July 27, 2015


Seven Things to do Before and After Eating

I have written so much about what and how to eat, so I thought I’d say a few words about what we might do before and after a meal to enhance the experience.

First, the before-meals recommendations:

1) Set an intention. This applies to food, medicine, and supplements, though I think it especially makes sense for medicine and supplements because you had a specific outcome in mind when you bought them.
I believe there’s some value in stating to yourself what you want to happen whenever you put something into your body. Even if you’re doubtful about your ability to influence your body’s inner workings, perhaps you’ll find it worthwhile to just get clear for a moment on why exactly you’re swallowing something. But if we consider how powerful the placebo effect is – it’s not a matter of being fooled into believing we feel better, but a very real ability to cause our bodies and minds to change – isn’t this worth taking full advantage of?
When I say “set an intention,” I don’t mean you have to have an elaborate ritual (although if you want to light a candle and take your time with it, that’s great). I really just mean taking about 10 to 30 seconds to close your eyes, recognize that you’re about to introduce a new influence into your system, state clearly what you intend to get out of it, and feel grateful.
What do you want this new influence to do? Please you with its flavor, texture, and a satisfying feeling in your stomach? Make you feel grounded? Give you energy? Nourish you in the deepest places? Calm your mind? Repair something that is out of balance? Help you feel connected to the world? Build your muscles? Expressing your choice may make a difference.
2) Make sure you’re hungry. I should have said this first, but I wanted to make sure you saw the part about intention. It should be at least two hours since you last ate, and in my opinion, it’s best to avoid snacking between meals (though four or five small meals per day is fine). If it has been several hours since you last ate and you know you should be hungry, but you have a poor appetite, you can try taking some bitters before the meal, such as 15 drops of gentian tincture in a little water. Others prefer blends of bitters with aromatic herbs, such as citrus peel, cardamom, and ginger. Luckily, there is a wide selection of great bitters these days.
3) Make sure you’re not starving. If you skipped breakfast and now it’s lunch time, it’s quite possible that you’re going to eat faster than your body would like and more than your body would like. If meal skipping is a common thing for you, it’s also possible that your metabolism has slowed down, and it will be easy to eat more than your body can readily burn. I recommend not going more than about four hours between meals. If you’re already starving, of course you need to eat, but try doing it slowly. Next time, eat sooner.
4) Let everything go. Stop moving, sit down, and to the best of your ability, set aside anything you’re worrying about. Now it’s time to feed yourself and that deserves your full attention and enjoyment.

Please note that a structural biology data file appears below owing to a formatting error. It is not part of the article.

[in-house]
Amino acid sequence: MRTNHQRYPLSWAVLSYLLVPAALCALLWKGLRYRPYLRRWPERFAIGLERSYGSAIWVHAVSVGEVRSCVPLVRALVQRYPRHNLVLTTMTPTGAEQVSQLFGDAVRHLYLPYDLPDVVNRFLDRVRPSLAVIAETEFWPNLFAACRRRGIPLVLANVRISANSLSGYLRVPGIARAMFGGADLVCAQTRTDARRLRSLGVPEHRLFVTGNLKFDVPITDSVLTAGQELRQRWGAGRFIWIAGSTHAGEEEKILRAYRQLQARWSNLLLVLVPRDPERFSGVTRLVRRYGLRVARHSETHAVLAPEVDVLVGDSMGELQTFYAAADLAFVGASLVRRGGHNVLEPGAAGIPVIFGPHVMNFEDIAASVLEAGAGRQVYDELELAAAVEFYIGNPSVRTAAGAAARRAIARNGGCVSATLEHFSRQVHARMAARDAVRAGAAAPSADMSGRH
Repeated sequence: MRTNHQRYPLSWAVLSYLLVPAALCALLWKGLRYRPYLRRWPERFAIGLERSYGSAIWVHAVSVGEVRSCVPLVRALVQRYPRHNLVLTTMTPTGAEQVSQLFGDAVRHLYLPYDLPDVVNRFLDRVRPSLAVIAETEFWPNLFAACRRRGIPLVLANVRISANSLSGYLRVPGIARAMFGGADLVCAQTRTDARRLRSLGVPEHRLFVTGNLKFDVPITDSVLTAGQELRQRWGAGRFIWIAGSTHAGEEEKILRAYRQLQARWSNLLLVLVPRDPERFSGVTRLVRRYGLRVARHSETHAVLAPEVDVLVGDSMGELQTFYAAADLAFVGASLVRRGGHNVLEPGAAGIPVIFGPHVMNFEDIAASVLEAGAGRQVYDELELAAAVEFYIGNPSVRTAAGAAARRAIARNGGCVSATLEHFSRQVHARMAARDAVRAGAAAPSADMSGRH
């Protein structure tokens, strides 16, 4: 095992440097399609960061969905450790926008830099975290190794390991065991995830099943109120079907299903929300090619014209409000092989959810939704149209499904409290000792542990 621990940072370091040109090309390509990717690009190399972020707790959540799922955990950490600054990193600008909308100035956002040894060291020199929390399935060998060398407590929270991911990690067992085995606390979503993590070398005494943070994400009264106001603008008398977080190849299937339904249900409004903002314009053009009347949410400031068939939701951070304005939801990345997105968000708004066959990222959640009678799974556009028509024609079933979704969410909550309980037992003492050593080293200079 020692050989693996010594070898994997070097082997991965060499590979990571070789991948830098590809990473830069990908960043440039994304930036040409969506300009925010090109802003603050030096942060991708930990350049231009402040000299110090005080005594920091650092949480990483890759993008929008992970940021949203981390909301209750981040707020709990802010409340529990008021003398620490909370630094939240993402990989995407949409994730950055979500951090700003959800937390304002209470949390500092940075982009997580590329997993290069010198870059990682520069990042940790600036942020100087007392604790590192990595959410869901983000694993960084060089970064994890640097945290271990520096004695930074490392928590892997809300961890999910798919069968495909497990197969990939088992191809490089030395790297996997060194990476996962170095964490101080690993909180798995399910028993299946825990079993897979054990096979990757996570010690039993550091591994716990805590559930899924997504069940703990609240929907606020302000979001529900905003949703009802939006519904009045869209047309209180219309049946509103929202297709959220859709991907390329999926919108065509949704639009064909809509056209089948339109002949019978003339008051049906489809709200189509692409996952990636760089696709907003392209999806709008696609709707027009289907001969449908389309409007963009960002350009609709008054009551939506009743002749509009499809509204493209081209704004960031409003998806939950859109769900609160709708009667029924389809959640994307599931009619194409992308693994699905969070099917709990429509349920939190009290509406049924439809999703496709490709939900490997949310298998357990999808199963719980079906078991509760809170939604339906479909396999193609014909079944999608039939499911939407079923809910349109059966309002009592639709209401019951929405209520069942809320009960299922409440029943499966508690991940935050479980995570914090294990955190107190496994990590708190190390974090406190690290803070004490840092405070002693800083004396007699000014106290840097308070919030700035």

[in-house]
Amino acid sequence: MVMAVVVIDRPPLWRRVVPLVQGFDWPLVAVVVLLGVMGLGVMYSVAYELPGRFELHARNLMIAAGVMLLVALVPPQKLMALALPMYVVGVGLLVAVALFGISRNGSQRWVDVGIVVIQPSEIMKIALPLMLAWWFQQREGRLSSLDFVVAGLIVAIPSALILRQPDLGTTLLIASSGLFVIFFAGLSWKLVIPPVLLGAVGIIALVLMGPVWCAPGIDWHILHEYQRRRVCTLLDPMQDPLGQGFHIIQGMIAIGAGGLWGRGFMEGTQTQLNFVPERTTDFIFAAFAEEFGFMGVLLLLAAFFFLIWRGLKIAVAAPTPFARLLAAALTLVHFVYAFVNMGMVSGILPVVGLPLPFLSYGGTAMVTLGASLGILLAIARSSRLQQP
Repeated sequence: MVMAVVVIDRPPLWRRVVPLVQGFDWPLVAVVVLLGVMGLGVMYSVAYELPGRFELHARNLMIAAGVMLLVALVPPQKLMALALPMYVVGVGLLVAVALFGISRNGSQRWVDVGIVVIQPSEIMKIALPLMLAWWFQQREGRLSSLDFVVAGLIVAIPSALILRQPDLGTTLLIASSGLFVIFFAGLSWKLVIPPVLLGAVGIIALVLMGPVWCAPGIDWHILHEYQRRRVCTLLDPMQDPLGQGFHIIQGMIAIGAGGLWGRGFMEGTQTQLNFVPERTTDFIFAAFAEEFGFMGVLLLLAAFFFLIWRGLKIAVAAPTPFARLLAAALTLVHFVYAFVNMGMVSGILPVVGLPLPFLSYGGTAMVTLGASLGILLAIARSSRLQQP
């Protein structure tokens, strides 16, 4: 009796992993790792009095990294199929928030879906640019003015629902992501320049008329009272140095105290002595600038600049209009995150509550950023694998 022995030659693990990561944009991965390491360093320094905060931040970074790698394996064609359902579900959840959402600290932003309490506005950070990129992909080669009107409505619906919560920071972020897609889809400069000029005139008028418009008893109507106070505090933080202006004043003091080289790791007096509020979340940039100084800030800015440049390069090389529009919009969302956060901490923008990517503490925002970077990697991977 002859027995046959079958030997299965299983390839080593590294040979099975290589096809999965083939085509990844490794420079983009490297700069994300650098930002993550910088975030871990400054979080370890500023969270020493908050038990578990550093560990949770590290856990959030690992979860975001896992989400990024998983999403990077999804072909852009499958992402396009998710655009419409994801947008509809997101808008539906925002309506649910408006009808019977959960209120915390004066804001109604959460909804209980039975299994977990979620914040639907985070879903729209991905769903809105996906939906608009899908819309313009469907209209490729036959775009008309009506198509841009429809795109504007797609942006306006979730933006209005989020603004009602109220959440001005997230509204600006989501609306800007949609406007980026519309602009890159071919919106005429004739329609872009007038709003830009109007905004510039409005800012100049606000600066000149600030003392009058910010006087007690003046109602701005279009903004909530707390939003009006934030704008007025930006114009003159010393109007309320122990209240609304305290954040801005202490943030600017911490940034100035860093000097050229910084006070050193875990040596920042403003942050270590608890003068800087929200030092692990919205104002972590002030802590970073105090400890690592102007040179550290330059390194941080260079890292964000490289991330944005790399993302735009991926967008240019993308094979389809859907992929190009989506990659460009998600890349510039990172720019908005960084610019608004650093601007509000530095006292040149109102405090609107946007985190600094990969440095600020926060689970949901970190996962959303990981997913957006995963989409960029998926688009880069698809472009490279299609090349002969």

After you eat:

1) Set an intention again. You can spare 10 seconds to do this. You just filled yourself up and maybe forgot about that starting intention until now. So, once again, consider what you would like to happen with what you just consumed and state it clearly to yourself. For example: “Thank you for this meal. I intend that all the nutrients will be well absorbed and will go exactly where they’re needed in my body.” Or, “I’m grateful for this meal and intend to be thoroughly nourished and energized by it.”
Once, when I was doing a lot of qigong, I went out to eat with a friend. After finishing my food, while continuing to converse with her, I imagined I was sucking all the energy from the food through my digestive tract into all my cells. It was something I was practicing at the time, it only took a minute, and I thought I wasn’t giving any outward appearance of doing anything. But my friend’s eyes bulged out and she yelled, “What the hell did you just do?!” I explained what I had been up to and was very curious as to what she perceived. She said she couldn’t really explain it, but that it looked like my whole body came alive (I’m assuming she meant more alive). Regardless of what it looked like to her, I was just struck by the fact that my internal visualization had an outwardly noticeable effect.  So, try it!
2) Relax. If possible, don’t get right back to your work or something that stresses you out. Give your body at least a few minutes to assimilate what you just consumed.
3) Take a walk. Vigorous exercise right after eating isn’t a great idea, but a walk is fine (after a brief rest), and will assist with digestion, especially after a big meal.

Give these easy practices a try. I believe that even if your food choices aren’t always excellent, you’ll be much better off if you observe these simple acts. Let me know what happens.

Be well ,

Dr. Peter Borten

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